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Bezos’ Next Big Project Could Be Worth $100 Billion Per Year

Satellite

Back in 2006, Amazon launched its cloud-Infrastructure-as-a -service arm, Amazon Web Service (AWS) to little fanfare. Fast forward to the present and the business is nearly unrecognizable from its humble origins—AWS exited the last quarter on a $30-billion revenue run-rate and remains Amazon’s biggest profit machine. But now, starry-eyed Wall Street analysts say Amazon is about to pivot to something far bigger--building a space empire.

Morgan Stanley analyst and Wall Street’s space economy specialist Adam Jonas is wildly bullish about Jeff Bezos’ proposed satellite internet project. Dubbed Project Kuiper, Amazon plans to set up a vast network of 3,236 small interconnected satellites to beam down high-speed internet and provide coverage for virtually every spot on the planet.

Jonas has highlighted the network’s potential, which he believes represents a “$100 billion-a-year opportunity”. 

That’s more than 3x AWS’ expected haul this year and ~36 percent of Amazon’s FY 19 revenue target. While Amazon is yet to give any cost or timeline estimates for Kuiper, Jonas is optimistic that the project will one day become reality due to Amazon’s considerable financial muscle as well as Bezo’s track record of following through on his projects:

“We believe investors may want to pay attention to Jeff Bezos for the advancement of efforts in Space, as he has demonstrated both the will and, increasingly, the financial muscle to put to work,” he has told CNBC.

Jonas also bases his bullish thesis on the premises that the space economy is expected to bloom to a $1trillion industry over the next two decades.

New business for Blue Origin?

Bezos certainly has another major incentive to make Kuiper work—it could mean plenty of business for his budding space business, Blue Origin.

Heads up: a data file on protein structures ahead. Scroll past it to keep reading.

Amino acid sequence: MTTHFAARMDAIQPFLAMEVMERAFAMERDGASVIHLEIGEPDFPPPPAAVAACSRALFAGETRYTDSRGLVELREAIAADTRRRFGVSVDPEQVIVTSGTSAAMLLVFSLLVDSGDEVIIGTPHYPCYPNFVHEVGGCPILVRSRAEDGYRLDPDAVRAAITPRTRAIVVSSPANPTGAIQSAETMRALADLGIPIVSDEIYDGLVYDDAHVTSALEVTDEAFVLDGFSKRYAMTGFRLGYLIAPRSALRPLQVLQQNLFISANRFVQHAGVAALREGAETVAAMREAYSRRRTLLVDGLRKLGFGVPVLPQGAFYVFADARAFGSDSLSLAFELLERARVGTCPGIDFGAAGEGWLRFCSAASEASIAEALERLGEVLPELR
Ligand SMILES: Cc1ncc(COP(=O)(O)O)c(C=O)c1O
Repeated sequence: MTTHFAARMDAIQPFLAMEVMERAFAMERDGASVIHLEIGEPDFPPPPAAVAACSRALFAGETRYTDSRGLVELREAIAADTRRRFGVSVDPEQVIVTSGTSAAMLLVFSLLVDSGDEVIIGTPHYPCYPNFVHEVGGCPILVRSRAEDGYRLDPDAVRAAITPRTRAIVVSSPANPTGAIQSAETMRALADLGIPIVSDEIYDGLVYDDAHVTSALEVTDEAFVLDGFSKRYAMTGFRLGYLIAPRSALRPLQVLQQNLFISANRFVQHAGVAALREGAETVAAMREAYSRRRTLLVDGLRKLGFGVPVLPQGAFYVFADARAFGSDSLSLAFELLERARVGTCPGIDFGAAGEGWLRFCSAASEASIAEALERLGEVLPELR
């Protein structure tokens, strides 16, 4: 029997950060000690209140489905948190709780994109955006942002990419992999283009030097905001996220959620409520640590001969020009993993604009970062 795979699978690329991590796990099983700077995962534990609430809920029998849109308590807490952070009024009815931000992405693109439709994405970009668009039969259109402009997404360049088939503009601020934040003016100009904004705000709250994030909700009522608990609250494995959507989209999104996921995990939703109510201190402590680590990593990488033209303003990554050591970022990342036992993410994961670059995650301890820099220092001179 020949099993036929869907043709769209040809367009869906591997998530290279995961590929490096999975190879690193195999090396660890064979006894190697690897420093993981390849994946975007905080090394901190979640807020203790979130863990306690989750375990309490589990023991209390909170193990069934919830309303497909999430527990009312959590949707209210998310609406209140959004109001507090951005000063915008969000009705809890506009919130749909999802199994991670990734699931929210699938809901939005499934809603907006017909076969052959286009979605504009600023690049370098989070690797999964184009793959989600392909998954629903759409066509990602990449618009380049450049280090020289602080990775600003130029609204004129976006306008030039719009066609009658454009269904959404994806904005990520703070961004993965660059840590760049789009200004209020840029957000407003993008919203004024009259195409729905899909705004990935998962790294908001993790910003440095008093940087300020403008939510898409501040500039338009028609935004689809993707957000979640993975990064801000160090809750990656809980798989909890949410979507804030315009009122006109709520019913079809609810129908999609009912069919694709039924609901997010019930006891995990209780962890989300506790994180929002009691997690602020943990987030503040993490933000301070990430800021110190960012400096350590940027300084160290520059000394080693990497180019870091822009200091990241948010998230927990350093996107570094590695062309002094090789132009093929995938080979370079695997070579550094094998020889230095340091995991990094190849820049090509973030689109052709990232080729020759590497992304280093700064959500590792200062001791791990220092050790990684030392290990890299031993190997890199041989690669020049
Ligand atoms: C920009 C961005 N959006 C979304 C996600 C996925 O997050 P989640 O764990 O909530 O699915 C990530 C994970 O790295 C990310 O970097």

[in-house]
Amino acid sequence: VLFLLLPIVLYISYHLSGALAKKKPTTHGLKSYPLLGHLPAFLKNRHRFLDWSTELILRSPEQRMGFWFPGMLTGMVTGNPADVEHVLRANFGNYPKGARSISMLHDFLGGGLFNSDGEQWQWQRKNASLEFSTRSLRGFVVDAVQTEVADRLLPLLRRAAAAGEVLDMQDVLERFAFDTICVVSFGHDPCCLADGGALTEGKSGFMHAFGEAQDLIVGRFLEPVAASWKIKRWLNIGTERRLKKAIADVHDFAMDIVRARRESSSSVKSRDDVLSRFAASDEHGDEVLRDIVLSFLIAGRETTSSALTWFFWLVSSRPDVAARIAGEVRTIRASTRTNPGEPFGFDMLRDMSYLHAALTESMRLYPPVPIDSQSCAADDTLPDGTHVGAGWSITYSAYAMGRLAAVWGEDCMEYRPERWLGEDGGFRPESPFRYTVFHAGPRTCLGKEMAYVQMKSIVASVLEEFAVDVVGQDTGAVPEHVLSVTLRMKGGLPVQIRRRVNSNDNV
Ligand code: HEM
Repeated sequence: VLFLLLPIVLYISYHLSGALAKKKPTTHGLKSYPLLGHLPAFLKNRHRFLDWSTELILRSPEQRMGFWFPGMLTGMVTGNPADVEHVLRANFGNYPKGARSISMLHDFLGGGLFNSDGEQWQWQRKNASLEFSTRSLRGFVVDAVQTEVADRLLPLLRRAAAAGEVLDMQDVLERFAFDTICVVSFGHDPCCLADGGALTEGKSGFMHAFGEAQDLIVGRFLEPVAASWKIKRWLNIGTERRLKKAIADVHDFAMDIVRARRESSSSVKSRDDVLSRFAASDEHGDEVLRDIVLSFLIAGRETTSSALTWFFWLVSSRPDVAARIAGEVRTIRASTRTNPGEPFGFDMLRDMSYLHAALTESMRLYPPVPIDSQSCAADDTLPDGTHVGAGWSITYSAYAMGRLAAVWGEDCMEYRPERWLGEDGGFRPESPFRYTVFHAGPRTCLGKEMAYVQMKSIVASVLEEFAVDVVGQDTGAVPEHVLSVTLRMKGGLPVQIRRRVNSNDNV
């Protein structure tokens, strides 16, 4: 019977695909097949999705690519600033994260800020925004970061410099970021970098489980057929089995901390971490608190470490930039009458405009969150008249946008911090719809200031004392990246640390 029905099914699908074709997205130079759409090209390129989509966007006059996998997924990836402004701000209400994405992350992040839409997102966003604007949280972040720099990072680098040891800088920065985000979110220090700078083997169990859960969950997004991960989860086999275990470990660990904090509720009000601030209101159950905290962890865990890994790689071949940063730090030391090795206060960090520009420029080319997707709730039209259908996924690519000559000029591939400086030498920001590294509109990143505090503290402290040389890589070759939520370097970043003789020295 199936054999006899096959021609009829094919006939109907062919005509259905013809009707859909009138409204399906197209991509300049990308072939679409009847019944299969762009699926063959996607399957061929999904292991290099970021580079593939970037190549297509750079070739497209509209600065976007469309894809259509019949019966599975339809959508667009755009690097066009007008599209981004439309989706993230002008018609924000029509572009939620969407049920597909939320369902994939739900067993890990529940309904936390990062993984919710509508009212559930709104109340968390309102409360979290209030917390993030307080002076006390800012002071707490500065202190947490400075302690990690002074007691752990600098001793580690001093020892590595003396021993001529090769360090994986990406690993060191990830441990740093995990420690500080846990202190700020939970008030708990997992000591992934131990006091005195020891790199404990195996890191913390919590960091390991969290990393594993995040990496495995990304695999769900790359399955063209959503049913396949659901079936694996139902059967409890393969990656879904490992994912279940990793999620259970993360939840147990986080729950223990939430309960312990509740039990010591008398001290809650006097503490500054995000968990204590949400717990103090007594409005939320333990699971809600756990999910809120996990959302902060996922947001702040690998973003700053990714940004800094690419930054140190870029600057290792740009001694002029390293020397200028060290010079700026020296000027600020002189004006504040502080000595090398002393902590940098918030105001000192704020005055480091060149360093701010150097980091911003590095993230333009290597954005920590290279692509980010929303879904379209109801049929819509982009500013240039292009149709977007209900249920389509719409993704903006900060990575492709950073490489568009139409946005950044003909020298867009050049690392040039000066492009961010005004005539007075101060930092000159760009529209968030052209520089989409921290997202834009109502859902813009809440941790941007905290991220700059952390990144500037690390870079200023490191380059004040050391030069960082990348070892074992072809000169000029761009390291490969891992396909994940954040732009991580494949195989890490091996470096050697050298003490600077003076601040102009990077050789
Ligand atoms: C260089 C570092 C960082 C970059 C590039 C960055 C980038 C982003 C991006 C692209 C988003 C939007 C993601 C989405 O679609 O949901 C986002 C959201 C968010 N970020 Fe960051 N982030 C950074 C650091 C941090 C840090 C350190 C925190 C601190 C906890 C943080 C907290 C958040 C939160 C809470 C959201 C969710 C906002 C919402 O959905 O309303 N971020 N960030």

Bezos is the sole owner of the rocket-building company that aims to challenge Elon Musk’s SpaceX in launching satellites like Kuiper to space, sending people to Mars or the Moon as well as other interplanetary missions.

Bezos owns about 12 percent of Amazon stock currently worth about $119 billion. Actually, it would be considerably more were it not for his costly divorce that saw him give up 25 percent of the couple’s stake to ex-wife MacKenzie as part of the settlement. Bezos though did manage to retain 100 percent ownership of Blue Origin and the Washington Post.

Related: What Will Finally Slay The Bull Market?

Bezos has been pumping around $1 billion each year into his space ventures. At this rate, experts expect Blue Origin to narrow the gap with its more illustrious rival and be in a position to compete on an even keel with SpaceX by 2020. According to Jonas, the phenomenal growth of AMZN stock--up 34.3 percent in the YTD and 467 percent over the past five years---will only continue to strengthen Bezos’ space ambitions:

“As the value of Jeff Bezos’s Amazon stake approaches $200 billion, his ability to influence private, commercial, and even government efforts in space grows, potentially accelerating capabilities and capital formation,” Jonas has gushed for CNBC.

Jonas though is not the only one who thinks Blue Origin and Kuiper are a big deal. Dozens of space industry executives who have spoken to CNBC on condition of anonymity due to partnerships with, or competition against, Blue Origin share the same sentiment and have termed the launch of Kuiper ‘revolutionary.

Global internet is a huge opportunity, especially for someone like Amazon with cloud services. If you get everyone access to the internet then you’ve just doubled your total addressable market for e-commerce, cloud, internet and any other business Amazon wants to do,” ARK Invest analyst Sam Korus has told CNBC.

The analysts have therefore enthused that the payback for Amazon will come in the form of billions of new e-commerce customers for the online retailer. Obviously, other online companies and services including gaming and new interactive media will also benefit.

Looks like a win-win for everybody concerned

By Alex Kimani for SafeHaven.com

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